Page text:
2. Mathey EK, Park SB, Hughes RA, Pollard JD, Armati PJ, Barnett MH, Taylor BV, et al. Chronic inflammatory demyelinating polyradiculoneuropathy: from pathology to phenotype. J Neurol Neurosurg Psychiatry. 2015;86(9):973-985.
    doi pubmed
  3. Koller H, Kieseier BC, Jander S, Hartung HP. Chronic inflammatory demyelinating polyneuropathy. N Engl J Med. 2005;352(13):1343-1356.
    doi pubmed
  4. Orth M, Bellosta S. Cholesterol: its regulation and role in central nervous system disorders. Cholesterol. 2012;2012:292598.
    doi pubmed
  5. Vance JE, Campenot RB, Vance DE. The synthesis and transport of lipids for axonal growth and nerve regeneration. Biochim Biophys Acta. 2000;1486(1):84-96.
  6. de Chaves EI, Rusinol AE, Vance DE, Campenot RB, Vance JE. Role of lipoproteins in the delivery of lipids to axons during axonal regeneration. J Biol Chem. 1997;272(49):30766-30773.
    doi pubmed
  7. Dijk W, Cariou B. Efficacy and safety of proprotein convertase subtilisin/kexin 9 inhibitors in people with diabetes and dyslipidaemia. Diabetes Obes Metab. 2019;21(Suppl 1):39-51.
    doi pubmed
  8. Perez-Matos MC, Morales-Alvarez MC, Mendivil CO. Lipids: a suitable therapeutic target in diabetic neuropathy? J Diabetes Res. 2017;2017:6943851.
    doi pubmed

This article is distributed under the terms of the Creative Commons Attribution Non-Commercial 4.0 International License, which permits unrestricted non-commercial use, distribution, and reproduction in any medium, provided the original work is properly cited.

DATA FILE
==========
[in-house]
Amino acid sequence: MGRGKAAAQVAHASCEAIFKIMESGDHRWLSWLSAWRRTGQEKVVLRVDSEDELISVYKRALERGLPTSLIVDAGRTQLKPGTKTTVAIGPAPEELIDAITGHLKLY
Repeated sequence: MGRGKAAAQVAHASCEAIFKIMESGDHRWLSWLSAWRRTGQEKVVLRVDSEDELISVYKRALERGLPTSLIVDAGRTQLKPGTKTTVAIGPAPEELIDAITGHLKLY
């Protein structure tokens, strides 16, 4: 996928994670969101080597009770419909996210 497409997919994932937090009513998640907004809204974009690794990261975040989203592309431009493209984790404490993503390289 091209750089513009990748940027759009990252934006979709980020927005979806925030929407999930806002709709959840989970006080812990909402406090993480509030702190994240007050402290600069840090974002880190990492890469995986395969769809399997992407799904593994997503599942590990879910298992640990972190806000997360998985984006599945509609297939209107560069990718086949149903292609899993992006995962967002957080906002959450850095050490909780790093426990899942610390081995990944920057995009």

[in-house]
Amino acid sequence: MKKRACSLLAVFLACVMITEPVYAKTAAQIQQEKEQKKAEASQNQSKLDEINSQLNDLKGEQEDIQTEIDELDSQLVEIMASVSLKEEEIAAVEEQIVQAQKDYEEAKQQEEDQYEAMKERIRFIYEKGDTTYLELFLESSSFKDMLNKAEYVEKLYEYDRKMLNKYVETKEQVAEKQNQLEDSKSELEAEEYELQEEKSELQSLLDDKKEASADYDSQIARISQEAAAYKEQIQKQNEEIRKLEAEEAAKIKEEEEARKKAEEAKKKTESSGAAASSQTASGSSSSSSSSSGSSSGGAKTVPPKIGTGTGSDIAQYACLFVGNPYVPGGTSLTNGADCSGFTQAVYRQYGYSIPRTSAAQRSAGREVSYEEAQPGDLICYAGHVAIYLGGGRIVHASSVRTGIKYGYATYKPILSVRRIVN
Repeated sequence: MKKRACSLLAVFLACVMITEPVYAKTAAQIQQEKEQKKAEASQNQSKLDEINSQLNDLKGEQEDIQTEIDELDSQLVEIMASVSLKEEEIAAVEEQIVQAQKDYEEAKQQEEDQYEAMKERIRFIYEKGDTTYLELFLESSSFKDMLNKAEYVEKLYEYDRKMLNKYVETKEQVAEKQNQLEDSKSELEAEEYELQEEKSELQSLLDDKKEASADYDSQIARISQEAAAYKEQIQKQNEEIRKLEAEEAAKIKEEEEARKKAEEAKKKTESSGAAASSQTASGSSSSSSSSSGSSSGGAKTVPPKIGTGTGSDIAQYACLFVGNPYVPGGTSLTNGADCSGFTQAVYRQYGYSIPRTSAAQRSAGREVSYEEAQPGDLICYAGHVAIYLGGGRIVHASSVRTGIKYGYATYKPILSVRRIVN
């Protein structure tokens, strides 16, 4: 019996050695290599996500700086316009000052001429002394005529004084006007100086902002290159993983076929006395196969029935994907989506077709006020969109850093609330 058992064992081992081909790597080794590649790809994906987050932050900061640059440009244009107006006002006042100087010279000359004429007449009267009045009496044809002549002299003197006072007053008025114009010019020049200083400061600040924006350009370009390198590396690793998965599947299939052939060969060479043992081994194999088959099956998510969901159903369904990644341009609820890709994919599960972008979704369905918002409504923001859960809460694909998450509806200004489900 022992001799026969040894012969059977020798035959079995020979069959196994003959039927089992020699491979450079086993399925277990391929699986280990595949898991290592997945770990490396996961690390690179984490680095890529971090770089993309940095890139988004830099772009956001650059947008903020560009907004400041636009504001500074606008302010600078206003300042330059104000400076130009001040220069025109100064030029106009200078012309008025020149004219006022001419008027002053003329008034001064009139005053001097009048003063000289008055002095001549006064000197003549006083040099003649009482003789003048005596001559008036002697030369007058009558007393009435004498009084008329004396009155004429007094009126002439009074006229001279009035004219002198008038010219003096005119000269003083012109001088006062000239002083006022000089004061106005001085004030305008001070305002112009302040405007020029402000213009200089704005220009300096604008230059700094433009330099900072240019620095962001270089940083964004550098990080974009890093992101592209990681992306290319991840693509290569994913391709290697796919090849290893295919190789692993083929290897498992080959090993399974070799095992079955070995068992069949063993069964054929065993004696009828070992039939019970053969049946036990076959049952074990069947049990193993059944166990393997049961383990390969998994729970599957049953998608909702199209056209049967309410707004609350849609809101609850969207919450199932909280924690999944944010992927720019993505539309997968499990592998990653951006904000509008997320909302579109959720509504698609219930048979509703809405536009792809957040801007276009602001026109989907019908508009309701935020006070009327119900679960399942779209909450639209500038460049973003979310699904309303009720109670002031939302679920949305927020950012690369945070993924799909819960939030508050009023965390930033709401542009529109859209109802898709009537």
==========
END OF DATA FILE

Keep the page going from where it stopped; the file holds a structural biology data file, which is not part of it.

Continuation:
Journal of Neurology Research is published by Elmer Press Inc.


Browse  Journals  


Journal of Clinical Medicine Research

Journal of Endocrinology and Metabolism

Journal of Clinical Gynecology and Obstetrics


World Journal of Oncology

Gastroenterology Research

Journal of Hematology


Journal of Medical Cases

Journal of Current Surgery

Clinical Infection and Immunity


Cardiology Research

World Journal of Nephrology and Urology

Cellular and Molecular Medicine Research


Journal of Neurology Research

International Journal of Clinical Pediatrics



Journal of Neurology Research, biannually, ISSN 1923-2845 (print), 1923-2853 (online), published by Elmer Press Inc.                     
The content of this site is intended for health care professionals.
This is an open-access journal distributed under the terms of the Creative Commons Attribution-NonCommercial 4.0 International License, which permits unrestricted
non-commercial use, distribution, and reproduction in any medium, provided the original work is properly cited.
Creative Commons Attribution license (Attribution-NonCommercial 4.0 International CC-BY-NC 4.0)

This journal follows the International Committee of Medical Journal Editors (ICMJE) recommendations for manuscripts submitted to biomedical journals,
the Committee on Publication Ethics (COPE) guidelines, and the Principles of Transparency and Best Practice in Scholarly Publishing.

website: www.neurores.org   editorial contact: editor@neurores.org
Address: 9225 Leslie Street, Suite 201, Richmond Hill, Ontario, L4B 3H6, Canada

© Elmer Press Inc. All Rights Reserved.

Disclaimer: The views and opinions expressed in the published articles are those of the authors and do not necessarily reflect the views or opinions of the editors and Elmer Press Inc. This website is provided for medical research and informational purposes only and does not constitute any medical advice or professional services. The information provided in this journal should not be used for diagnosis and treatment, those seeking medical advice should always consult with a licensed physician.